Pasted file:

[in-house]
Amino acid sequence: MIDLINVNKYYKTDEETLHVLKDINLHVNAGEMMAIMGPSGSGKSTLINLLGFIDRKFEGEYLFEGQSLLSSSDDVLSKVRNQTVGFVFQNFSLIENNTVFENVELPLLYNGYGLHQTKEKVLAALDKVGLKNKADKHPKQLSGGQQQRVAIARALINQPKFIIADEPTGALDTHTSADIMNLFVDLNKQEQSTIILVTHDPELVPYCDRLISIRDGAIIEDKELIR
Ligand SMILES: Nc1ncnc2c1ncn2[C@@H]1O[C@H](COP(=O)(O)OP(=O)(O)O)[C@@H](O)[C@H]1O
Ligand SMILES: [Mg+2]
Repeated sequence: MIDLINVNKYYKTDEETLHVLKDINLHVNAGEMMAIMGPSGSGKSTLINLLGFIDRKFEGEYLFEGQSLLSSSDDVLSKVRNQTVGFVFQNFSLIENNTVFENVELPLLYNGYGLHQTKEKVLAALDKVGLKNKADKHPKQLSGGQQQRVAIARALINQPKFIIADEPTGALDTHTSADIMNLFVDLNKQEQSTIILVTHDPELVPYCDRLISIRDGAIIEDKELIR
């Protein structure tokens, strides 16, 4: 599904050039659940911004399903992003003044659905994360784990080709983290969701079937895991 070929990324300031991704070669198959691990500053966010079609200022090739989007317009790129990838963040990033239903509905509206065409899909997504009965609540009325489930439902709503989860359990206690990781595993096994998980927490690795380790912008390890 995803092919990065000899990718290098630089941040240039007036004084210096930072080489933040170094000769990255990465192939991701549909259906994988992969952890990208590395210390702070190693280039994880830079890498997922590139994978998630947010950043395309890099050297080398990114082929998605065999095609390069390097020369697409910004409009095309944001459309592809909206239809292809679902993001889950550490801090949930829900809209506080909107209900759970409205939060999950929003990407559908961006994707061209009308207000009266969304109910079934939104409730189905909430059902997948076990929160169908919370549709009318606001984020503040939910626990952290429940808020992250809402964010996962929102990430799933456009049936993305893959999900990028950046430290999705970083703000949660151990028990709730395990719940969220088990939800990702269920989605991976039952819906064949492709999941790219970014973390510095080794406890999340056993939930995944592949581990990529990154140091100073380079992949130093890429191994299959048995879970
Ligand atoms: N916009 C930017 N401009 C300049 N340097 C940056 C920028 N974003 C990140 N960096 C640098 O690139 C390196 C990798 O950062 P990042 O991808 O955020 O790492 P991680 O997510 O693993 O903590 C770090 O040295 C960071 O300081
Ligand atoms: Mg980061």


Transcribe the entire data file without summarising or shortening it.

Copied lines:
[in-house]
Amino acid sequence: MIDLINVNKYYKTDEETLHVLKDINLHVNAGEMMAIMGPSGSGKSTLINLLGFIDRKFEGEYLFEGQSLLSSSDDVLSKVRNQTVGFVFQNFSLIENNTVFENVELPLLYNGYGLHQTKEKVLAALDKVGLKNKADKHPKQLSGGQQQRVAIARALINQPKFIIADEPTGALDTHTSADIMNLFVDLNKQEQSTIILVTHDPELVPYCDRLISIRDGAIIEDKELIR
Ligand SMILES: Nc1ncnc2c1ncn2[C@@H]1O[C@H](COP(=O)(O)OP(=O)(O)O)[C@@H](O)[C@H]1O
Ligand SMILES: [Mg+2]
Repeated sequence: MIDLINVNKYYKTDEETLHVLKDINLHVNAGEMMAIMGPSGSGKSTLINLLGFIDRKFEGEYLFEGQSLLSSSDDVLSKVRNQTVGFVFQNFSLIENNTVFENVELPLLYNGYGLHQTKEKVLAALDKVGLKNKADKHPKQLSGGQQQRVAIARALINQPKFIIADEPTGALDTHTSADIMNLFVDLNKQEQSTIILVTHDPELVPYCDRLISIRDGAIIEDKELIR
């Protein structure tokens, strides 16, 4: 599904050039659940911004399903992003003044659905994360784990080709983290969701079937895991 070929990324300031991704070669198959691990500053966010079609200022090739989007317009790129990838963040990033239903509905509206065409899909997504009965609540009325489930439902709503989860359990206690990781595993096994998980927490690795380790912008390890 995803092919990065000899990718290098630089941040240039007036004084210096930072080489933040170094000769990255990465192939991701549909259906994988992969952890990208590395210390702070190693280039994880830079890498997922590139994978998630947010950043395309890099050297080398990114082929998605065999095609390069390097020369697409910004409009095309944001459309592809909206239809292809679902993001889950550490801090949930829900809209506080909107209900759970409205939060999950929003990407559908961006994707061209009308207000009266969304109910079934939104409730189905909430059902997948076990929160169908919370549709009318606001984020503040939910626990952290429940808020992250809402964010996962929102990430799933456009049936993305893959999900990028950046430290999705970083703000949660151990028990709730395990719940969220088990939800990702269920989605991976039952819906064949492709999941790219970014973390510095080794406890999340056993939930995944592949581990990529990154140091100073380079992949130093890429191994299959048995879970
Ligand atoms: N916009 C930017 N401009 C300049 N340097 C940056 C920028 N974003 C990140 N960096 C640098 O690139 C390196 C990798 O950062 P990042 O991808 O955020 O790492 P991680 O997510 O693993 O903590 C770090 O040295 C960071 O300081
Ligand atoms: Mg980061």